See also Perrier P, Bounameaux H. Catheter-directed thrombolysis for deep venous thrombosis might be cost-effective, but for whom? This issue, pp 1029–31.
Cost-effectiveness of additional catheter-directed thrombolysis for deep vein thrombosis
Article first published online: 3 JUL 2013
© 2013 International Society on Thrombosis and Haemostasis
Journal of Thrombosis and Haemostasis
Volume 11, Issue 6, pages 1032–1042, June 2013
How to Cite
Cost-effectiveness of additional catheter-directed thrombolysis for deep vein thrombosis. J Thromb Haemost 2013; 11: 1032–42., , , , , .
- Issue published online: 3 JUL 2013
- Article first published online: 3 JUL 2013
- Accepted manuscript online: 2 MAR 2013 08:34AM EST
- Manuscript Accepted: 20 FEB 2013
- Manuscript Received: 28 NOV 2012
- cost-effectiveness analysis;
- decision model;
- post-thrombotic syndrome;
- thrombolytic therapy;
- venous thrombosis
Additional treatment with catheter-directed thrombolysis (CDT) has recently been shown to reduce post-thrombotic syndrome (PTS).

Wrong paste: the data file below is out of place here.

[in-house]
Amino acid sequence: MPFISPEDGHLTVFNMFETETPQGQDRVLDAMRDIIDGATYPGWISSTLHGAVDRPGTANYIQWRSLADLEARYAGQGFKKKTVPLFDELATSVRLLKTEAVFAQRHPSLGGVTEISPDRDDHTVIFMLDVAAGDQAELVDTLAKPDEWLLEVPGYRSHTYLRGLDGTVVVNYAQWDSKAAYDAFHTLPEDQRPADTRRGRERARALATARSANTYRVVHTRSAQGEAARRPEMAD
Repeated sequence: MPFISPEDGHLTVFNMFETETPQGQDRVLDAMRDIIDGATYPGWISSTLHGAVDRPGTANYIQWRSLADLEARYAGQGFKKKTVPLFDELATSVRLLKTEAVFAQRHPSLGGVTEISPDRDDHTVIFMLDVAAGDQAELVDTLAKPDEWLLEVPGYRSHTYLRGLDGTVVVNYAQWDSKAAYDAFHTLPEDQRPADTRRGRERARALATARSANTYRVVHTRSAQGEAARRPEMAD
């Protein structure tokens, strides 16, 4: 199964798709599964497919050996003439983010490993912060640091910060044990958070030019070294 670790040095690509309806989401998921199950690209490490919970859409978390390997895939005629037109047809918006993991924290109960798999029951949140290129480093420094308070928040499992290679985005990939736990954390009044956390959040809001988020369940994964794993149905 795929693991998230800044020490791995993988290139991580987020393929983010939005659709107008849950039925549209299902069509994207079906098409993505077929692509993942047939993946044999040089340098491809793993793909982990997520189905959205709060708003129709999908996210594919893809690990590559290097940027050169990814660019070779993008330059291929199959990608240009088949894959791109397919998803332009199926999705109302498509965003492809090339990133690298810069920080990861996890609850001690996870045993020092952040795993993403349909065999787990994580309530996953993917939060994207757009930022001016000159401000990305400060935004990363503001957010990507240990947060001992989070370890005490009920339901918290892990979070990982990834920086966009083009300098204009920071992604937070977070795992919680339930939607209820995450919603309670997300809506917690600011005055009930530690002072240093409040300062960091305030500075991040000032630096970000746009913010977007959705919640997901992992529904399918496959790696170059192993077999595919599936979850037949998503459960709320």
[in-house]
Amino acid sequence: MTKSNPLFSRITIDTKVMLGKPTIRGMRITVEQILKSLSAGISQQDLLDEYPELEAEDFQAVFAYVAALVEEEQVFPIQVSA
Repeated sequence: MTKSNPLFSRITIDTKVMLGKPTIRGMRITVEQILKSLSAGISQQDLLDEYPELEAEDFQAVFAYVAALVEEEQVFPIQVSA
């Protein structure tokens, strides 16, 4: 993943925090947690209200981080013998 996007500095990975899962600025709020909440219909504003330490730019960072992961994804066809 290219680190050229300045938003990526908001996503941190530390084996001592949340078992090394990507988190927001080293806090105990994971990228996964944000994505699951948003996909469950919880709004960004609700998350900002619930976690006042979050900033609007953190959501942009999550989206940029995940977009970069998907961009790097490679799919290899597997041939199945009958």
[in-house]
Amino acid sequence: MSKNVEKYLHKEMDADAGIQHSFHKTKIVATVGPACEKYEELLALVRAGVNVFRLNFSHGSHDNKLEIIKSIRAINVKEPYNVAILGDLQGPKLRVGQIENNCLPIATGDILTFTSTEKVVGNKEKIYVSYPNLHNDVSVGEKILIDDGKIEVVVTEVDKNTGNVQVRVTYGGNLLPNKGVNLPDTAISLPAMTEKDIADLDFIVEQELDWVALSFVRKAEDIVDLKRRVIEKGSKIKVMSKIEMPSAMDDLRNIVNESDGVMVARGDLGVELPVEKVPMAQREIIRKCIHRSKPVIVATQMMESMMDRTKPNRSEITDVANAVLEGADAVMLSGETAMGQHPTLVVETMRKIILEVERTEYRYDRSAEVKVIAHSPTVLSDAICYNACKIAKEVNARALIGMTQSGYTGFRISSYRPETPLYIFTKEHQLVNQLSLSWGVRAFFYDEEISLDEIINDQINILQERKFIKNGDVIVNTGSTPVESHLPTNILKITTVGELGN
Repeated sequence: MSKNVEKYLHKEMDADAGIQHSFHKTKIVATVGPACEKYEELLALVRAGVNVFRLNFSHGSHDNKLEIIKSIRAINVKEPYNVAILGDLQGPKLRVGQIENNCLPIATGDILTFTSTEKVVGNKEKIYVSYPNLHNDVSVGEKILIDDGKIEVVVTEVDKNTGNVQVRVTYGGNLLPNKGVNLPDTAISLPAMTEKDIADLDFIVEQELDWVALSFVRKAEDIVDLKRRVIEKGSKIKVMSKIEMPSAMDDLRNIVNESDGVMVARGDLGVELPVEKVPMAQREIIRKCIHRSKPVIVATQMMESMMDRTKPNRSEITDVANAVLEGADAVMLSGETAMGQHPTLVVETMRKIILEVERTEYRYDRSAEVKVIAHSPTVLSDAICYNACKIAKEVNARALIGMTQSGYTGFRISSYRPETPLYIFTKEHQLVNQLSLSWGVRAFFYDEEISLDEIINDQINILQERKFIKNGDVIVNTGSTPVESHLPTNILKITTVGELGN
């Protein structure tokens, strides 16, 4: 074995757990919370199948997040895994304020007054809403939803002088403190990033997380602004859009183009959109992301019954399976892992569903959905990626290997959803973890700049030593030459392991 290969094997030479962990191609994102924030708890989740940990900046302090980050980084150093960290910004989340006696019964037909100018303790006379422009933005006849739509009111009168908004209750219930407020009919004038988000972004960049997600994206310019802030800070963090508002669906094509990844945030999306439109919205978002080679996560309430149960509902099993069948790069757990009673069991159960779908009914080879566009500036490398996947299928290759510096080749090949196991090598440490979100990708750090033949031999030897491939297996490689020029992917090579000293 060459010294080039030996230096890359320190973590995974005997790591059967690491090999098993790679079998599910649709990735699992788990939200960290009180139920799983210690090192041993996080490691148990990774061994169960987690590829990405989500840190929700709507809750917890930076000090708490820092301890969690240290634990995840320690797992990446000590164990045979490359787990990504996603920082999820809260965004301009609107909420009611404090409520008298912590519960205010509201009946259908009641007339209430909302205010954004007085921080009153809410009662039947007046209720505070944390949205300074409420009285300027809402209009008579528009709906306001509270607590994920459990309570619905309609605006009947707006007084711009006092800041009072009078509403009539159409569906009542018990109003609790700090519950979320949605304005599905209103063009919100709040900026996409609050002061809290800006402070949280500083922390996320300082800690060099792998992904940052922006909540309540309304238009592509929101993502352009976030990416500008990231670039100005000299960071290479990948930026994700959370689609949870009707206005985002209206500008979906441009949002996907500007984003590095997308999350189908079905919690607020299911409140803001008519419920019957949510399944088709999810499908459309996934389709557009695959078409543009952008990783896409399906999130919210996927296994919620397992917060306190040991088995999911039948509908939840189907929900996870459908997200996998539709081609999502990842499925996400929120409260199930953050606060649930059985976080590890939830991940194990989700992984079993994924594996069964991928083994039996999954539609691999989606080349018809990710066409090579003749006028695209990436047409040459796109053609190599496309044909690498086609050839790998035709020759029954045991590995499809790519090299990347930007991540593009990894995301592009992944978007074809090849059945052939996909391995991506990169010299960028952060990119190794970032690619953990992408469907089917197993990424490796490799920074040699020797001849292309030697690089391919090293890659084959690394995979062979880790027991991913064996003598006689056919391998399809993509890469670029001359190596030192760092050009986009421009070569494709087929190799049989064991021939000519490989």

To estimate the cost effectiveness of additional CDT compared with standard treatment alone.
Using a Markov decision model, we compared the two treatment strategies in patients with a high proximal deep vein thrombosis (DVT) and a low risk of bleeding. The model captured the development of PTS, recurrent venous thromboembolism and treatment-related adverse events within a lifetime horizon and the perspective of a third-party payer. Uncertainty was assessed with one-way and probabilistic sensitivity analyzes. Model inputs from the CaVenT study included PTS development, major bleeding from CDT and utilities for post DVT states including PTS. The remaining clinical inputs were obtained from the literature. Costs obtained from the CaVenT study, hospital accounts and the literature are expressed in US dollars ($); effects in quality adjusted life years (QALY).
In base case analyzes, additional CDT accumulated 32.31 QALYs compared with 31.68 QALYs after standard treatment alone. Direct medical costs were $64 709 for additional CDT and $51 866 for standard treatment. The incremental cost-effectiveness ratio (ICER) was $20 429/QALY gained. One-way sensitivity analysis showed model sensitivity to the clinical efficacy of both strategies, but the ICER remained < $55 000/QALY over the full range of all parameters. The probability that CDT is cost effective was 82% at a willingness to pay threshold of $50 000/QALY gained.
Additional CDT is likely to be a cost-effective alternative to the standard treatment for patients with a high proximal DVT and a low risk of bleeding.